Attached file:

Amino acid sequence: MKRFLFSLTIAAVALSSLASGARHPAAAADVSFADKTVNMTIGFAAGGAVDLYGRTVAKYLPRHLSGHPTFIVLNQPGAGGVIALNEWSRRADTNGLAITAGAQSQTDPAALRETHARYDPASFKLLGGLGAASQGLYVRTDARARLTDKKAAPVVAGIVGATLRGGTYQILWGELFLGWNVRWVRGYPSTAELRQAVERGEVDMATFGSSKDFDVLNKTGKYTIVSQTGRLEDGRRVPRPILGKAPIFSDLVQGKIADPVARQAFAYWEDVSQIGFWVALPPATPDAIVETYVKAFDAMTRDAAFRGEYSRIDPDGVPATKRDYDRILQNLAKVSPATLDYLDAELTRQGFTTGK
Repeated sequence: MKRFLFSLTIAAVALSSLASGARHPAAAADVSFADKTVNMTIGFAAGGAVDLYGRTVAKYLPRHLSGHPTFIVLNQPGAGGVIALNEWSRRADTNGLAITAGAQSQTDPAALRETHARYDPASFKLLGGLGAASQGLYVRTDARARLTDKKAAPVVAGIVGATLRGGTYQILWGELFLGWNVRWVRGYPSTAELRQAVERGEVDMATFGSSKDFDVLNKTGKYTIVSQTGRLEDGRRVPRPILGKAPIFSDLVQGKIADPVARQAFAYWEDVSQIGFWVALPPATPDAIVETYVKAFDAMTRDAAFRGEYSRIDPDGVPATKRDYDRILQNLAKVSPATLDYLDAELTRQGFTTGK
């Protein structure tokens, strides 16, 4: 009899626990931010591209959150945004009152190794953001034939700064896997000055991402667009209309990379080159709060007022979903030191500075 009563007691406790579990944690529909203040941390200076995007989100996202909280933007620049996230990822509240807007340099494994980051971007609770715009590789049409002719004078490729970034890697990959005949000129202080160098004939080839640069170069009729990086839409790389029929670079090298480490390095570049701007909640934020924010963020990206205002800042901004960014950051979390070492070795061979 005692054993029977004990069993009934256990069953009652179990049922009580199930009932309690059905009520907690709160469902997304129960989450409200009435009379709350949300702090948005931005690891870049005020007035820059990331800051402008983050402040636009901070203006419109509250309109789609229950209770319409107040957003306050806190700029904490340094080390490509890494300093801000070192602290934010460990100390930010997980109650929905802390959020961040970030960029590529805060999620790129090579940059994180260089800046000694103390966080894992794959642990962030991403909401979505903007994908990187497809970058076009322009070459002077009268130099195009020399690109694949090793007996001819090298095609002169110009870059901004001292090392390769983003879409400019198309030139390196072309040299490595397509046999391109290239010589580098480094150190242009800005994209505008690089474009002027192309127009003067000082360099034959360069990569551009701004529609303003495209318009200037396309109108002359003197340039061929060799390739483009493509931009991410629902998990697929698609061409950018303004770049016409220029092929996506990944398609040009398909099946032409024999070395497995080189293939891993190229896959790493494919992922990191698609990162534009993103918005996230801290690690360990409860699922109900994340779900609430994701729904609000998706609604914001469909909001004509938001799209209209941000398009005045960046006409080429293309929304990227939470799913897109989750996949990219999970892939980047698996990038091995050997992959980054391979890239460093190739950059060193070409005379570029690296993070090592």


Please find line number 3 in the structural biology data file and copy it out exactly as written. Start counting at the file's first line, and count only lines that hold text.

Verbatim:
């Protein structure tokens, strides 16, 4: 009899626990931010591209959150945004009152190794953001034939700064896997000055991402667009209309990379080159709060007022979903030191500075 009563007691406790579990944690529909203040941390200076995007989100996202909280933007620049996230990822509240807007340099494994980051971007609770715009590789049409002719004078490729970034890697990959005949000129202080160098004939080839640069170069009729990086839409790389029929670079090298480490390095570049701007909640934020924010963020990206205002800042901004960014950051979390070492070795061979 005692054993029977004990069993009934256990069953009652179990049922009580199930009932309690059905009520907690709160469902997304129960989450409200009435009379709350949300702090948005931005690891870049005020007035820059990331800051402008983050402040636009901070203006419109509250309109789609229950209770319409107040957003306050806190700029904490340094080390490509890494300093801000070192602290934010460990100390930010997980109650929905802390959020961040970030960029590529805060999620790129090579940059994180260089800046000694103390966080894992794959642990962030991403909401979505903007994908990187497809970058076009322009070459002077009268130099195009020399690109694949090793007996001819090298095609002169110009870059901004001292090392390769983003879409400019198309030139390196072309040299490595397509046999391109290239010589580098480094150190242009800005994209505008690089474009002027192309127009003067000082360099034959360069990569551009701004529609303003495209318009200037396309109108002359003197340039061929060799390739483009493509931009991410629902998990697929698609061409950018303004770049016409220029092929996506990944398609040009398909099946032409024999070395497995080189293939891993190229896959790493494919992922990191698609990162534009993103918005996230801290690690360990409860699922109900994340779900609430994701729904609000998706609604914001469909909001004509938001799209209209941000398009005045960046006409080429293309929304990227939470799913897109989750996949990219999970892939980047698996990038091995050997992959980054391979890239460093190739950059060193070409005379570029690296993070090592």